It was the same elsewhere in and out of Ventura County, as Scharphorn found on his return to Palmdale north of Los Angeles on the morning of the quake.
"There was a guy on a CB radio … who was just screaming for help because there was no phone lines," Scharphorn said. The man apparently was in a mobile-home park that was on fire.
"We were trying to get information so that we could get somebody with a cell phone or something to get the Fire Department to him. And I don't think they ever got there. We couldn't reach anybody on the emergency services on the CB radios."
Efforts to improve communications have been made throughout Ventura County since the quake. Emergency services now have built redundancy into their systems, to be sure they can communicate. Simi Valley established the Community Emergency Response Team to train residents.
"There was no shortage of people who wanted to participate," said Randy White, one of two emergency service coordinators employed by the Simi Valley Police Department.
In Simi Valley, population 111,000, there were 175 buildings rendered unsafe, and an additional 823 so damaged that they were restricted to limited entry.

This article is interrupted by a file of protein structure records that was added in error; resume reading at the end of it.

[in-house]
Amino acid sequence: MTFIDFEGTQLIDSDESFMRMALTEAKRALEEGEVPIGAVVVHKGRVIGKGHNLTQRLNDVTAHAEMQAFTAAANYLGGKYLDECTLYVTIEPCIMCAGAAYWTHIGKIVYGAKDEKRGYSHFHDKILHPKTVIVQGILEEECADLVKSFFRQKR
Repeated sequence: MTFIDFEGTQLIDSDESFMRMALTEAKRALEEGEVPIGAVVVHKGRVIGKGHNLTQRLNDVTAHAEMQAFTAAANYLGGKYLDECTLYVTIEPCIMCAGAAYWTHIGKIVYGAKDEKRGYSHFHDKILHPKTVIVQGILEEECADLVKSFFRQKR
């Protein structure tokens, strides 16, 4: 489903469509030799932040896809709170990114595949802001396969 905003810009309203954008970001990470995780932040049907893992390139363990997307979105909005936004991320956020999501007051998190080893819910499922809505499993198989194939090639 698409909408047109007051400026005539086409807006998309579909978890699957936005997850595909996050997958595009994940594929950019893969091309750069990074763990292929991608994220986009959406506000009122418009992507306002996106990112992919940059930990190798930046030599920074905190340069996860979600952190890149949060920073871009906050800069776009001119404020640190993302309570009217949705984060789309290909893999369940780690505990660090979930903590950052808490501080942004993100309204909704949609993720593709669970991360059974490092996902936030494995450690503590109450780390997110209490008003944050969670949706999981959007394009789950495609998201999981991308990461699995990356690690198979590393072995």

Fillmore's losses were even greater when considered as a percentage of its population of 13,000. Askren said more than 200 buildings were left uninhabitable, and the downtown, which had been renovated the year before, was a shambles with piles of bricks 3 feet deep blocking Central Avenue.
"This was a nightmare," said Ron Stewart, whose furniture store was destroyed. "I don't have high blood pressure … but I had to take medication for high blood pressure."
Ballard Furniture Store had stood for three generations on Central Avenue in downtown Fillmore, first owned by Stewart's grandfather. But in 10 seconds of shaking it was lost. It has since been rebuilt so strongly that Stewart would rather be there than anywhere else in town during an earthquake.
Linda Brewster, who had been Fillmore's mayor for about two weeks before the earthquake, said the city lost 50 percent of its downtown, 10 percent of its housing stock and 90 percent of its mobile homes.
'Whole lot more devastation'
"We had a whole lot more devastation than Simi Valley or Northridge or Santa Monica," she said.